Revolutionaries and other heroes | Investigator’s opinion


Highly placed scoundrels have so dominated these regions, shamelessly promoting themselves, snatching taxpayers’ money or wreaking havoc in public life, that the women and men we should honor today in commemoration of the National Heroes Day stand out in austere dimensions.

Filipino schoolchildren learn that August 31 officially marks the anniversary of the Cry of Pugad Lawin (or Balintawak – historians disagree on the location) of 1896), the start of the Filipino Revolution against Spanish colonial rule.

The virtues of the supremo Katipunan Andres Bonifacio and the intellectual José Rizal and the major and minor lights of the Revolution regularly come out of the mouths of babies, attached to the memory of old-fashioned annals.

It is extremely important that children not only know but also understand their history Рincluding the circumstances that led to the Cry, when the revolutionaries came together to harden their plan of action and tore up their c̩dulas (tax certificates) in contempt. parish leaders Рfor them, the children, to become responsible adults able to take charge of their future.

But this day is also reserved for other Filipinos, past and present, that children and even their elders should become familiar with beyond the often fanatical (because orchestrated) presentations on social media – like, say, the surprising bashing. by Vice-President Leni. Robredo pour elle deals with his speech rallying Filipinos to take courage in their abilities despite rudderless leadership.

In the formulation of the National Committee of Heroes organized in the 1990s during the tenure of President Fidel V. Ramos, heroes are those who define and contribute to the freedom, order, quality of life and destiny of the nation. According to the Official Gazette, the “lack of detail” in the commemoration of National Heroes Day “provides an opportunity to celebrate the bravery, not of one, not of a few, but of all the Filipino heroes who have braved death or persecution for home, nation, justice and liberty.

There is therefore no need to insist on lighting candles for the heroes whose names are engraved on the Bantayog ng mga Bayani Wall of Remembrance, which bears witness to the brutality of Ferdinand Marcos’ dictatorship and the continuing impunity. and the lack of remorse with which his heirs claim a place in the democratic project.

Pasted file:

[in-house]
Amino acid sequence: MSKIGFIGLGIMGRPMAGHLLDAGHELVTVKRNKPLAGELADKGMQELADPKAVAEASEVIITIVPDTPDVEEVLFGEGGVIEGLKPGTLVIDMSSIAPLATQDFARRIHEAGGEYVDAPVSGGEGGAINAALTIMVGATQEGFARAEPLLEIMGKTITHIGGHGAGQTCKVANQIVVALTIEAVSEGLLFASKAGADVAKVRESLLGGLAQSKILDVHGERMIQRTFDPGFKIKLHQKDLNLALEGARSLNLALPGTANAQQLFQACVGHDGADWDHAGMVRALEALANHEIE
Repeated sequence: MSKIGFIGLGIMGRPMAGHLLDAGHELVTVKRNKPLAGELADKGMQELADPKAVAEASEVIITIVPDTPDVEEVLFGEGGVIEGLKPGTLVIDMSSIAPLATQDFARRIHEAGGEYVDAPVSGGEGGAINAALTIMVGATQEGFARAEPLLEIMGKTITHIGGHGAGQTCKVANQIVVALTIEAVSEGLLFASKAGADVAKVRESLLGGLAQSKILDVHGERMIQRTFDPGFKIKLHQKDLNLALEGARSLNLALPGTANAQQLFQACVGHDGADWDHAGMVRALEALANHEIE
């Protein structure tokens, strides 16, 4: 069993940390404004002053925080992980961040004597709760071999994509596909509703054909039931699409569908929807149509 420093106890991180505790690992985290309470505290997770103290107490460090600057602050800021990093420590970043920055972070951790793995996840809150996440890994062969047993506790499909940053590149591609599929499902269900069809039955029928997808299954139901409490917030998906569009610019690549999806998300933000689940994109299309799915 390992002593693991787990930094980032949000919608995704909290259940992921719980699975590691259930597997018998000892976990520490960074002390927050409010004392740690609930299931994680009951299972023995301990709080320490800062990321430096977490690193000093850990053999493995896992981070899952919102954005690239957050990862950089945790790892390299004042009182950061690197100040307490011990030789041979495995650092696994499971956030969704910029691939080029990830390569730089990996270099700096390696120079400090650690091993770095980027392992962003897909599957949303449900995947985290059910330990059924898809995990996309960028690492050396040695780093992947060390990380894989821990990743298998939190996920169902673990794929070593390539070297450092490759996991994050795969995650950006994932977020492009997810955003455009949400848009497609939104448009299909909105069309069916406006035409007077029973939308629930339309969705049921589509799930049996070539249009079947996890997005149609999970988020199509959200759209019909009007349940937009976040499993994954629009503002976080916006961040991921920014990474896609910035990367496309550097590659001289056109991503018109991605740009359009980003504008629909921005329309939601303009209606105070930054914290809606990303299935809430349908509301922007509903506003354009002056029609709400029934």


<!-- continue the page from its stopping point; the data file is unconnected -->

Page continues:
Also nowadays, if being a hero means taking the reins of others, then heroes are those who are on the front lines of the COVID-19 crisis, risking their lives daily for or contributing in various ways to the common good; those who teach our children and guide them on the paths of citizenship; those who work abroad in hostile conditions and devastating loneliness to keep their families and their country afloat; and those who are committed to lifting their fellow Filipinos from the grip of poverty and, necessarily, to struggle to prevent the erasure of democratic space – a struggle so arduous, so hard, that many have been killed for it .

They all deserve recognition and honor, as well as encouragement and other expressions of support. Yet it is in this very aspect that the administration has been lacking, in word or in deed, as shown by the glaring affair of such low salaries (for health personnel, for teachers, even for those who are brought in to work abroad) prohibit beneficiaries and their families from living and living in dignity.

The administration certainly needs all the help it can get. But quite often, despite the enormous resources at its disposal, despite the Interagency Task Force for the Management of Emerging Infectious Diseases unofficially calling the shots since day one of the pandemic, the administration has apparently lived up to its obligations, allowing the heavy bureaucracy to gain the upper hand to the point of handing over the initiative to individuals.

Like actor Angel Locsin and his colleagues, whose efforts have put them at the forefront of helping Filipinos slaughtered by the coronavirus. Starting from the (correct) idea that many people wanted to help but were unsure how, Locsin et al. managed to raise funds which gave them leeway to quickly come to the aid of, for example, jeepney drivers for whom hunger became a grim reality during the long confinement, and to whom the administration did not couldn’t even give the time of day.

You don’t need a reason to help others, Locsin recently told Marinel Cruz de l’Inquirer. This is “actually our obligation as a human being, as a citizen of this country, as a Filipino,” she said.

Similar examples of humanity, of heroism, have been demonstrated by activists who have sought to banish the blinding ignorance of many Filipinos impoverished to the root causes of their condition. For showing what is, and what can and should be, they paid the ultimate price. Remember Randall Echanis. Remember Zara Alvarez. Remember Nelly Bagasala and many others. Remember.

For more information on the novel coronavirus, click here.

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Thelma J. Longworth

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